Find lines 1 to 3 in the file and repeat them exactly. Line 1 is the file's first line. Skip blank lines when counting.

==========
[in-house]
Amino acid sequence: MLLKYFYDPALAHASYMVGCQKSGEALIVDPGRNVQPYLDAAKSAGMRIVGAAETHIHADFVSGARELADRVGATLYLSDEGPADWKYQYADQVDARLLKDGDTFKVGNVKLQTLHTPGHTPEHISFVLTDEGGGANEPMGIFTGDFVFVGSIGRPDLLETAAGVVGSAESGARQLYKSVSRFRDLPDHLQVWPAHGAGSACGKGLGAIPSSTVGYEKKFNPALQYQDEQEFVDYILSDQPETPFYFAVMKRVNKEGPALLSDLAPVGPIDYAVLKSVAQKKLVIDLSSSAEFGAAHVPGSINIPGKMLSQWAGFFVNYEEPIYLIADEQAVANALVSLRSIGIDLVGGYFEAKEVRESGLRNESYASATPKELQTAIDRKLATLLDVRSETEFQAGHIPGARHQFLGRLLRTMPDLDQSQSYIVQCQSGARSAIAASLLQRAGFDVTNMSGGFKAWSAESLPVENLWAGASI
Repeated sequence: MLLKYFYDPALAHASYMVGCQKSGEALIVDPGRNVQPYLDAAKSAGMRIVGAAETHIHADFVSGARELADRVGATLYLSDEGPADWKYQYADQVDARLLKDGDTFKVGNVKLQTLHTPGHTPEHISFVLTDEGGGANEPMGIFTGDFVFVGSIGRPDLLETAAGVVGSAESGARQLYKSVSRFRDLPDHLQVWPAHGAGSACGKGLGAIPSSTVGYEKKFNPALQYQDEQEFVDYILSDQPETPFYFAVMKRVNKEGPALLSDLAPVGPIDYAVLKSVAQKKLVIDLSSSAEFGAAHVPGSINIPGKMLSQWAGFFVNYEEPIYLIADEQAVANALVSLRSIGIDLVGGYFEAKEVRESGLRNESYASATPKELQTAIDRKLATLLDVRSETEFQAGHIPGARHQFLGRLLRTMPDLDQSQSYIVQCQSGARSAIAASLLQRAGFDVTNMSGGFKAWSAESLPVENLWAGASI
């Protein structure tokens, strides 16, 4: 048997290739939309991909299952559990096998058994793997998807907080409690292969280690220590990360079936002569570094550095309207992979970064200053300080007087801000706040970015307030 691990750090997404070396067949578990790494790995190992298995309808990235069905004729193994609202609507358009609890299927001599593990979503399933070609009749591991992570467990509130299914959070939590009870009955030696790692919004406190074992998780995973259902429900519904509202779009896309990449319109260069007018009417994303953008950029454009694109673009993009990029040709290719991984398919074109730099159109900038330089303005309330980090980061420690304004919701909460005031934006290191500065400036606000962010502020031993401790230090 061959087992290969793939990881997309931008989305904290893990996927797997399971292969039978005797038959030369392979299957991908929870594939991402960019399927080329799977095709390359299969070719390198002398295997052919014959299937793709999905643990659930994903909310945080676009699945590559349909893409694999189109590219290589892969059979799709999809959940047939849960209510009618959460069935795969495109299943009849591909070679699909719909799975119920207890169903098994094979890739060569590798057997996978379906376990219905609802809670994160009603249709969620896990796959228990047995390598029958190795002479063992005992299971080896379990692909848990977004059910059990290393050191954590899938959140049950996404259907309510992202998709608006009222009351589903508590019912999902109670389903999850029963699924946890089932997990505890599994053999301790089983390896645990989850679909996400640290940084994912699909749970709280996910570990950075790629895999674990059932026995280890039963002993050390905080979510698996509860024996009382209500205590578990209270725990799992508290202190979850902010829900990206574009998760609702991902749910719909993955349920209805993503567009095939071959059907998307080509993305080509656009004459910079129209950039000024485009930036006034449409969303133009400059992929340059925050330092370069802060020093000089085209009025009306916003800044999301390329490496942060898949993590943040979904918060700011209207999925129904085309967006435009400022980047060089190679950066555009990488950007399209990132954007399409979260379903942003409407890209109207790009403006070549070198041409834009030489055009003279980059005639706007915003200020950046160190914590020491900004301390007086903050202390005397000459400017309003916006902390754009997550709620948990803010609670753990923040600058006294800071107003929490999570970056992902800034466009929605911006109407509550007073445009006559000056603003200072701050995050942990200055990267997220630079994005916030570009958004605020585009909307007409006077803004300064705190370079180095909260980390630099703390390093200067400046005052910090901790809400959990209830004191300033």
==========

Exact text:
[in-house]
Amino acid sequence: MLLKYFYDPALAHASYMVGCQKSGEALIVDPGRNVQPYLDAAKSAGMRIVGAAETHIHADFVSGARELADRVGATLYLSDEGPADWKYQYADQVDARLLKDGDTFKVGNVKLQTLHTPGHTPEHISFVLTDEGGGANEPMGIFTGDFVFVGSIGRPDLLETAAGVVGSAESGARQLYKSVSRFRDLPDHLQVWPAHGAGSACGKGLGAIPSSTVGYEKKFNPALQYQDEQEFVDYILSDQPETPFYFAVMKRVNKEGPALLSDLAPVGPIDYAVLKSVAQKKLVIDLSSSAEFGAAHVPGSINIPGKMLSQWAGFFVNYEEPIYLIADEQAVANALVSLRSIGIDLVGGYFEAKEVRESGLRNESYASATPKELQTAIDRKLATLLDVRSETEFQAGHIPGARHQFLGRLLRTMPDLDQSQSYIVQCQSGARSAIAASLLQRAGFDVTNMSGGFKAWSAESLPVENLWAGASI
Repeated sequence: MLLKYFYDPALAHASYMVGCQKSGEALIVDPGRNVQPYLDAAKSAGMRIVGAAETHIHADFVSGARELADRVGATLYLSDEGPADWKYQYADQVDARLLKDGDTFKVGNVKLQTLHTPGHTPEHISFVLTDEGGGANEPMGIFTGDFVFVGSIGRPDLLETAAGVVGSAESGARQLYKSVSRFRDLPDHLQVWPAHGAGSACGKGLGAIPSSTVGYEKKFNPALQYQDEQEFVDYILSDQPETPFYFAVMKRVNKEGPALLSDLAPVGPIDYAVLKSVAQKKLVIDLSSSAEFGAAHVPGSINIPGKMLSQWAGFFVNYEEPIYLIADEQAVANALVSLRSIGIDLVGGYFEAKEVRESGLRNESYASATPKELQTAIDRKLATLLDVRSETEFQAGHIPGARHQFLGRLLRTMPDLDQSQSYIVQCQSGARSAIAASLLQRAGFDVTNMSGGFKAWSAESLPVENLWAGASI